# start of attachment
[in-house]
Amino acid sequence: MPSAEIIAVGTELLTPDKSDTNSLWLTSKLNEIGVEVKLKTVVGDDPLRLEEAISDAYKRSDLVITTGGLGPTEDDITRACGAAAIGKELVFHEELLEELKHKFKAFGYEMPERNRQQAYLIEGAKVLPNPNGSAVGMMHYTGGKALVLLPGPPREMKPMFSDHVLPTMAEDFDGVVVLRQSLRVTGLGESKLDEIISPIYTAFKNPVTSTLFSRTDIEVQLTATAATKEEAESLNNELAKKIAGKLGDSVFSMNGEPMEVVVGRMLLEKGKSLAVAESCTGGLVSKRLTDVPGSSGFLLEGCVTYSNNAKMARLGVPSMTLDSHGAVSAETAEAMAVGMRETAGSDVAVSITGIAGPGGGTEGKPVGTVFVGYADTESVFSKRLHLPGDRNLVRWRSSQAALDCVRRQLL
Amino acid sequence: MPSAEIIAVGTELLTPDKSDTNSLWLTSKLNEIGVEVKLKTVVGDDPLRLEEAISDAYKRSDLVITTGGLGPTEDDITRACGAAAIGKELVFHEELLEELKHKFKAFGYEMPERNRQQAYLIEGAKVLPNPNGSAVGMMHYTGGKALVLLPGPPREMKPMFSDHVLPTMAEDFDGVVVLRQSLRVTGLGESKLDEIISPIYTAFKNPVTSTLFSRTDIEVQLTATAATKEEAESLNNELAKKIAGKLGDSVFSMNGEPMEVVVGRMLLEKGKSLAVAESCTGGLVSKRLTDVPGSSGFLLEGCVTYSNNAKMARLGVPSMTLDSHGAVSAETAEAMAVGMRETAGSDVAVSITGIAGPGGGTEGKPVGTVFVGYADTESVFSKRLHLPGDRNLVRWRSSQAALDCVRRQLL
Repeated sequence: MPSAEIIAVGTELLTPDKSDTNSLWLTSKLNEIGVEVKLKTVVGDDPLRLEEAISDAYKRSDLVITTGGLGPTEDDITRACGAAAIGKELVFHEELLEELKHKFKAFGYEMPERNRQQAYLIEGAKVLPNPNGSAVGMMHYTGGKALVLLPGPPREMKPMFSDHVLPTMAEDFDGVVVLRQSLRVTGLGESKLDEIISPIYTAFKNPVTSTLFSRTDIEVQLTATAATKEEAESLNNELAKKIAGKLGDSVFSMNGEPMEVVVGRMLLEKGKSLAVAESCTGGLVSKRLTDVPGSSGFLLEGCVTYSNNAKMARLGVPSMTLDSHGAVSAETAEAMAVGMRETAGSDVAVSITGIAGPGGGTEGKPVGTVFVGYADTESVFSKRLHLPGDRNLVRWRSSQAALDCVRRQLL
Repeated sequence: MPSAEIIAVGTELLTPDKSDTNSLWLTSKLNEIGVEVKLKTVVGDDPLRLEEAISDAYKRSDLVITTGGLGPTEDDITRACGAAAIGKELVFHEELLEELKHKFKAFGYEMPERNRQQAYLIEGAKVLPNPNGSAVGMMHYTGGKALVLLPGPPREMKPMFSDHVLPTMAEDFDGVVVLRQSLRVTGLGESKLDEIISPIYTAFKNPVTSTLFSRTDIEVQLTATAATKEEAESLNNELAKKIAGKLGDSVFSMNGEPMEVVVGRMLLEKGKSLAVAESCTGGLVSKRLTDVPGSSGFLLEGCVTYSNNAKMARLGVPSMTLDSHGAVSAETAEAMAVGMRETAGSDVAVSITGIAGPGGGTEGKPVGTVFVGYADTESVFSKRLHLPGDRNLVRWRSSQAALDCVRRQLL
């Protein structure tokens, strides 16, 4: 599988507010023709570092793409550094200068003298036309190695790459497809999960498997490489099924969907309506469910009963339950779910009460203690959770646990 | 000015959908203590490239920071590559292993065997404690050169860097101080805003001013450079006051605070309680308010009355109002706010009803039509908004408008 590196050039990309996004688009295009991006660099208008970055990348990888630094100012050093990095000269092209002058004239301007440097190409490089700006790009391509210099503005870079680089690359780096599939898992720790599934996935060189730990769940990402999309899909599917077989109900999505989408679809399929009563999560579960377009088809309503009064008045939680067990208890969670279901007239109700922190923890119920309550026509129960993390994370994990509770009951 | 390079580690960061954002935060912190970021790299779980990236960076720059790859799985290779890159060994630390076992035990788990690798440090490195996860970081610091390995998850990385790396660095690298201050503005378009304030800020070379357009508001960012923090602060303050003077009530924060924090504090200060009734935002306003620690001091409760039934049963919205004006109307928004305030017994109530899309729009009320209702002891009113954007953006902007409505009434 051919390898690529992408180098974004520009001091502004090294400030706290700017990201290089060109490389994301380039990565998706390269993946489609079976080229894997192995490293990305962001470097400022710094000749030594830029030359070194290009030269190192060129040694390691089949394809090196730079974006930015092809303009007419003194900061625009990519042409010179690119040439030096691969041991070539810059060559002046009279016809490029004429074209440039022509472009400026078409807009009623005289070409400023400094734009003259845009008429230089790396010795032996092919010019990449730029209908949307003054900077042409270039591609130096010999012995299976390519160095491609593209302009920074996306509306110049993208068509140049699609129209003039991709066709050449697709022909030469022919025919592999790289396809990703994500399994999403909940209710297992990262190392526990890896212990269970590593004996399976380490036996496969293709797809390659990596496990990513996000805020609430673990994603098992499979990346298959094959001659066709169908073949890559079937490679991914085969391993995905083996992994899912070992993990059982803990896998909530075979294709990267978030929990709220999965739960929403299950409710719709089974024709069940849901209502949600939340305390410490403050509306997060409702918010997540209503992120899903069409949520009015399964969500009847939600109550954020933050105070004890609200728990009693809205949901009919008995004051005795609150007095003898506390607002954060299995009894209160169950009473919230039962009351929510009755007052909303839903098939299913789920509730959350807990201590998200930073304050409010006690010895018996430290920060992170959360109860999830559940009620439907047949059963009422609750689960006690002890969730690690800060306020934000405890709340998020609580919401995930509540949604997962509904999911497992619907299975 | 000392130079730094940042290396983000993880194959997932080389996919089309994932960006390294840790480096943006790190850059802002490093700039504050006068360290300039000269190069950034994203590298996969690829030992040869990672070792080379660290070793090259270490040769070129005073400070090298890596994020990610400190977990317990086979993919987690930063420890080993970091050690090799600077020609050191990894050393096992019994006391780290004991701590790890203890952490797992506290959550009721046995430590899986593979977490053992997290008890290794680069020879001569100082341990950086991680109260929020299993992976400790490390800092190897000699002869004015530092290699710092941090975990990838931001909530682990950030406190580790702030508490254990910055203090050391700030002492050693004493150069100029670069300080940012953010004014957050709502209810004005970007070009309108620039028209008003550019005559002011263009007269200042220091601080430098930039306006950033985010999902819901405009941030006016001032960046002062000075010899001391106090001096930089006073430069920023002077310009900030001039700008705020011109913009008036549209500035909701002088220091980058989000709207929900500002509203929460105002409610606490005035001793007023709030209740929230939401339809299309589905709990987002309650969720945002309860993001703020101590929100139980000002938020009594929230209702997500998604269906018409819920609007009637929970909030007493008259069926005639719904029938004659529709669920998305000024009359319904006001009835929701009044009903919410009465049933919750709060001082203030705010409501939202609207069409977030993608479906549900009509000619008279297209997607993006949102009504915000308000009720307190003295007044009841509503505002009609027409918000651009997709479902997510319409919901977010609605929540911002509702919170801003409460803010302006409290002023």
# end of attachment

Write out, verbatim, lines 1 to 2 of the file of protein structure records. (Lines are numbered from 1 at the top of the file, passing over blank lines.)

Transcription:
[in-house]
Amino acid sequence: MPSAEIIAVGTELLTPDKSDTNSLWLTSKLNEIGVEVKLKTVVGDDPLRLEEAISDAYKRSDLVITTGGLGPTEDDITRACGAAAIGKELVFHEELLEELKHKFKAFGYEMPERNRQQAYLIEGAKVLPNPNGSAVGMMHYTGGKALVLLPGPPREMKPMFSDHVLPTMAEDFDGVVVLRQSLRVTGLGESKLDEIISPIYTAFKNPVTSTLFSRTDIEVQLTATAATKEEAESLNNELAKKIAGKLGDSVFSMNGEPMEVVVGRMLLEKGKSLAVAESCTGGLVSKRLTDVPGSSGFLLEGCVTYSNNAKMARLGVPSMTLDSHGAVSAETAEAMAVGMRETAGSDVAVSITGIAGPGGGTEGKPVGTVFVGYADTESVFSKRLHLPGDRNLVRWRSSQAALDCVRRQLL